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Your Views: Sunday booze sales a diversion from real issues
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From all indications, the "demon rum" is once again a topic of interest to deceiving politicians and Bible-thumping Christians. I refer to the ongoing debate of Sunday sales of alcoholic beverages.

The Georgia Federation of Young Republicans Clubs and the Young Democrats of Georgia are joining forces to support a state Senate plan to allow sales of alcohol on Sunday. As most of these people are most likely underage, I don't understand their interest.

Critics of Sunday sales say it would sully the Sabbath and lead to more alcohol-related driving deaths. Just like major league sports don't sully the Sabbath and other types of drugs don't contribute to driving death.

In my opinion, the debate over Sunday sales of alcohol is just a political smokescreen to deceive religious do-gooders and keep others in the dark. When compared to illegal drugs like meth, cocaine, heroin and the abusive use of legal pharmaceuticals, alcohol is an angel of mercy.

I don't claim to be the sharpest knife in the drawer, but I think I have finally figured out why politicians insist on majoring on minors. They simply have no means of correcting the major factors that plague our society.

The Sunday sale of alcohol falls into the same category as handicap parking, buckling up and no-smoking legislation. It doesn't make a hill of beans as far as the average law-abiding citizen is concerned. But the ability to control and manipulate people, regardless of how tripe an issue, makes our otherwise useless politicians seem important.

William P. Clark
Flowery Branch

Guevara's story offers a link to Gainesville
The letters on Ernesto "Che" Guevara were very interesting. He should not be forgotten nor relegated to the trashcan. Americans need to know about him as Che and is very much alive in the minds and hearts of the young people of Latin America.
Forget the faults and cracks in Che's makeup; they are not so important or meaningful in other cultures.

What is so compelling to the young people of other cultures is they know Guevara and saw and experienced some of the utter poverty of Latin America on his trip northward after medical school. Jon Lee Anderson (no relation), in his 800-plus page book "Che," said the motorcycle died very early in the trip and Guevara and his companion, Ernesto Granada, also a doctor, but a man of different sensitivities, became totally dependent on the local people in each area for food, a place to sleep and transportation.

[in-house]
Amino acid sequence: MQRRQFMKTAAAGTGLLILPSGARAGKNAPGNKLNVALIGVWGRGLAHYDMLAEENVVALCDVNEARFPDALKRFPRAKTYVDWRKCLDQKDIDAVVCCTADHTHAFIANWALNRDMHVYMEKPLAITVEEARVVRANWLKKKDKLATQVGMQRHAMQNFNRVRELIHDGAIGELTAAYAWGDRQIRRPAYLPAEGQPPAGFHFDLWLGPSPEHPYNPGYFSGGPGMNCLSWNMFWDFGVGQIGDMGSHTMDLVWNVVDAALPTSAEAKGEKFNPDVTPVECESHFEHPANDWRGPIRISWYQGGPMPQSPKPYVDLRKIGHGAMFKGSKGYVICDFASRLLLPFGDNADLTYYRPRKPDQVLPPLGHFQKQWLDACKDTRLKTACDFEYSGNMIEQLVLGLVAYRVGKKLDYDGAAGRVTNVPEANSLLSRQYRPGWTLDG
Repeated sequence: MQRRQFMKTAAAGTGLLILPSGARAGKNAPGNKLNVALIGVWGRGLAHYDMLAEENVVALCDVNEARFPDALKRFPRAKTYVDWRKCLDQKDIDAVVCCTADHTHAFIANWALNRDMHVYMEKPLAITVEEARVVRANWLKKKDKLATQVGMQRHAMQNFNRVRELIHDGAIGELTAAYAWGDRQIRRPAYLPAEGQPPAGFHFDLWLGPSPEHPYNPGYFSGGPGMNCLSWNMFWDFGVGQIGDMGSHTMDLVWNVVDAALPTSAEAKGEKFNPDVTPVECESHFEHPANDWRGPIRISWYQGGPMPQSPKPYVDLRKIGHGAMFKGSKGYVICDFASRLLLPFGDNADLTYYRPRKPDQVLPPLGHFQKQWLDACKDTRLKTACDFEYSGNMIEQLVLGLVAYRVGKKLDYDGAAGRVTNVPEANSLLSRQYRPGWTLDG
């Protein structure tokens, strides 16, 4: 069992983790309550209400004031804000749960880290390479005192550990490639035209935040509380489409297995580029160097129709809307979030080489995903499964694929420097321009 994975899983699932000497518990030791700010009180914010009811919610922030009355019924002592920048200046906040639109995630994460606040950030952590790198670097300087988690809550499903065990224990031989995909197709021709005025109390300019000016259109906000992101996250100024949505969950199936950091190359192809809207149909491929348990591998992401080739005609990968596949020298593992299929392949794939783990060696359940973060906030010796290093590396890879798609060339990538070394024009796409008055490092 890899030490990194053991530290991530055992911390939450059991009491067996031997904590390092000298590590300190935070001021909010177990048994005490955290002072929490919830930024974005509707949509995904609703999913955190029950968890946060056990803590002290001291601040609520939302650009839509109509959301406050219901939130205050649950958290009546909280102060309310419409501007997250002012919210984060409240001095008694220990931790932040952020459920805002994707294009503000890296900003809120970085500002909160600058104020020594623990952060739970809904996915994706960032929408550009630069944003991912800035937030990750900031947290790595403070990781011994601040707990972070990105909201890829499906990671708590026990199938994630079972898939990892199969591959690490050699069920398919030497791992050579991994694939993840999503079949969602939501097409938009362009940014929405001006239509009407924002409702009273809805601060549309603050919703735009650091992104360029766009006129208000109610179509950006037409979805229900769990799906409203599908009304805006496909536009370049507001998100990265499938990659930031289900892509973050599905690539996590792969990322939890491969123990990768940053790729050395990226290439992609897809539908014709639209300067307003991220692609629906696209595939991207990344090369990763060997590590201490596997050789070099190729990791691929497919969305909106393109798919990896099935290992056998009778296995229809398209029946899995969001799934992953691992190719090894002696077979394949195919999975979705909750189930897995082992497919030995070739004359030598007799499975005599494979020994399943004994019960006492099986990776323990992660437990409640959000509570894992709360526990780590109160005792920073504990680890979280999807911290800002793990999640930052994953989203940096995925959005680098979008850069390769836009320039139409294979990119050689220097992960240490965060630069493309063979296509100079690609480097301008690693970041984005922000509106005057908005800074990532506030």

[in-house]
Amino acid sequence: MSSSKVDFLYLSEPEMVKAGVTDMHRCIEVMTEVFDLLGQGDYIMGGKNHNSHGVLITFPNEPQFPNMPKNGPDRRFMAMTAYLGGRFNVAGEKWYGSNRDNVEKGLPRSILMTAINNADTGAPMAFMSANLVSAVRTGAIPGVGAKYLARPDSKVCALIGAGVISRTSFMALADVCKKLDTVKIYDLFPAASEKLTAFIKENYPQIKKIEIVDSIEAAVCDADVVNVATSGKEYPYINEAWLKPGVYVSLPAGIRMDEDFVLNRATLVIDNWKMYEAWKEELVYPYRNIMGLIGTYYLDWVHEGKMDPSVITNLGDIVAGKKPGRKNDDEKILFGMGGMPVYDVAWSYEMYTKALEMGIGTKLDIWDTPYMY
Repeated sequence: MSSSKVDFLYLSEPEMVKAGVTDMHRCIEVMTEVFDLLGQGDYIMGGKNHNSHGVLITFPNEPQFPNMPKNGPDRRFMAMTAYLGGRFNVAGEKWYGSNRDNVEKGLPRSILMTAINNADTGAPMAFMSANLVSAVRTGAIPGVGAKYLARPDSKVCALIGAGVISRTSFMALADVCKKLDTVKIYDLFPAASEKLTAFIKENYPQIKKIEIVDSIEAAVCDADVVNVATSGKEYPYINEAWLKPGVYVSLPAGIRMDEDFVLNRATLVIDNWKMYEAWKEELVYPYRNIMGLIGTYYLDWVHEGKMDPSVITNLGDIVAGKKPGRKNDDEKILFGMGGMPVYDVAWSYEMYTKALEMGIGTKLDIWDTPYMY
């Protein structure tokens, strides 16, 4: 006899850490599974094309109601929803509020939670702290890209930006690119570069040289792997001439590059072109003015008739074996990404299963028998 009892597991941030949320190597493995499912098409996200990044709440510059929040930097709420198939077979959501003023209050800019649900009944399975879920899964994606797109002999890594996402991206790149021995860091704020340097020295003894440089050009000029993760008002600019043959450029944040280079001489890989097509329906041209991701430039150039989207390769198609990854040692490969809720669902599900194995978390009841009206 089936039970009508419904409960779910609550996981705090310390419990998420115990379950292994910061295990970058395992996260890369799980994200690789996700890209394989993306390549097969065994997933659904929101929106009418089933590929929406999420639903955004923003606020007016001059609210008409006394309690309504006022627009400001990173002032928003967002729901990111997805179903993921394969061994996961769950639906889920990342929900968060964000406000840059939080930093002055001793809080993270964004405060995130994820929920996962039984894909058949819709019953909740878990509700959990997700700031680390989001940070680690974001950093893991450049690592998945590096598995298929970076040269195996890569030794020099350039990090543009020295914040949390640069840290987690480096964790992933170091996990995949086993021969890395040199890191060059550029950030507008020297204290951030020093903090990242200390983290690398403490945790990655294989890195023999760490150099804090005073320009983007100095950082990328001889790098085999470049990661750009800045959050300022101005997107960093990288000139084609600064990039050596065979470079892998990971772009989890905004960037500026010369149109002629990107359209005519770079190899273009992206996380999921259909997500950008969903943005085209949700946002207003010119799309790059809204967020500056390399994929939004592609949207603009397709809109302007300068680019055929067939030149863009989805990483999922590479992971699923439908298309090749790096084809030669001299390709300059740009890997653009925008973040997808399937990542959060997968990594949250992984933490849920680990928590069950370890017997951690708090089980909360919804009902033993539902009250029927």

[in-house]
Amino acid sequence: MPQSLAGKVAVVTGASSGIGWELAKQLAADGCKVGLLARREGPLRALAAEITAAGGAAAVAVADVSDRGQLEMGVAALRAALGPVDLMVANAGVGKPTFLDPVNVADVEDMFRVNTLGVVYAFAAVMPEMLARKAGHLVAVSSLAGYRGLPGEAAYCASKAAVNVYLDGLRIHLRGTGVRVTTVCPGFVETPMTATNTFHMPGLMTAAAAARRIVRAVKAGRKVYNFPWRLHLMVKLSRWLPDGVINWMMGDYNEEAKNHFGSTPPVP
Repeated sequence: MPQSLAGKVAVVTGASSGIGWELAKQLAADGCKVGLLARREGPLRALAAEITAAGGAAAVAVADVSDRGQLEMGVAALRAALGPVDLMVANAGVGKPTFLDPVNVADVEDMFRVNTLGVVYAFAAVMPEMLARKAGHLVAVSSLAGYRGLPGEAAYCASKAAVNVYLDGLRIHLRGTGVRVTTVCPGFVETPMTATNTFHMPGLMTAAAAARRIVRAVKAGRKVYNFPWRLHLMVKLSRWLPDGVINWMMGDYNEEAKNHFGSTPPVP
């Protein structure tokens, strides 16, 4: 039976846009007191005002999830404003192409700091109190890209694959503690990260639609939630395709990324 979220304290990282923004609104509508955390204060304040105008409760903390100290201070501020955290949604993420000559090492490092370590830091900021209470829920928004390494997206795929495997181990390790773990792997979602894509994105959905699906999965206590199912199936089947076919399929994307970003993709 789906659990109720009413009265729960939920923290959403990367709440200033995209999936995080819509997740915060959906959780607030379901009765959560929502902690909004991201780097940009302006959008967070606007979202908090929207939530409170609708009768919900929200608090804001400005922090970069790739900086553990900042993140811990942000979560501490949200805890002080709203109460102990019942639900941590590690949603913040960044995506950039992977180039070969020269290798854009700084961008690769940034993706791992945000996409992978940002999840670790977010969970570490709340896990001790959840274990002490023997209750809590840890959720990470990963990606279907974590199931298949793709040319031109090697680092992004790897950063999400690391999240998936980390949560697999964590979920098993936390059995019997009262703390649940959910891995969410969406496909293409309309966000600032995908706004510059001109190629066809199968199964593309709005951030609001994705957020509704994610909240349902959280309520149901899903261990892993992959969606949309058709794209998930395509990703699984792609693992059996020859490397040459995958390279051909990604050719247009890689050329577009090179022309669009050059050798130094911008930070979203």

The poverty he saw hasn't gone away. Presidents Hugo Chavez of Venezuela and Evo Morales of Bolivia both used the people of the barrios to vault into the control of their countries.

At some point Guevara acquired the common nickname given in Latin America to Argentineans. Some say the name "Che" resembles a distinctive sound in an Argentinean's accent.

Guevara represents a large "what-if" in the minds of many people. What if he had not been wounded in Bolivia and had escaped capture? What if he had been successful in engineering a socialist revolution in Latin America? How different would the history of Latin America be?

My interest in Che evolved many years ago as I searched for information about Angus McNair, a high school friend, who had been executed by a firing squad in Cuba in 1961. Was his execution ordered by Che? Anderson's book had no information. So I turned to "Shadow Warrior," a book written by Felix Rodriguez, the Cuban-born CIA agent who was allegedly in the next room when Che was executed in Bolivia.

This book also failed to shed light on Angus' execution, but it yielded a wonderful Gainesville story. Rodriguez went on to serve in Vietnam where he met an older CIA agent, Tucker Gougelmann. Gougelmann had adopted a Vietnamese family and had returned to Saigon after his retirement in an effort to get them out. When the U.S. suddenly pulled out of Vietnam, Gougelmann was left behind.

He was captured, tortured and eventually died at the hands of the communists. He was later honored with the 78th star on the wall of CIA headquarters. Gougelmann is buried in Arlington Cemetery, next to the grave of Georgia native Gary Powers of U-2 fame.

Gougelmann's adopted family eventually got out of Vietnam and settled in Hall County. The children have continued to use the name Gougelmann out of respect for their father.

When you go to the mall, stop in at the jewelry store across from the cafeteria. Anita's Fine Jewelry belongs to Anita Gougelmann and her husband, David Nguyen, good people.

Several references to my executed friend were found in dubious accounts of JFK's assassination, but no ties to Che were ever found. It took a barroom conversation years later to reveal the story.

Dave Anderson
Gainesville

Tax is an extra burden
This SPLOST tax is nothing more than a burden on people in Hall County. They say, if we don't vote FOR this thing, that our taxes will go up. Is this right?

Edward Beazley Jr.
Gainesville

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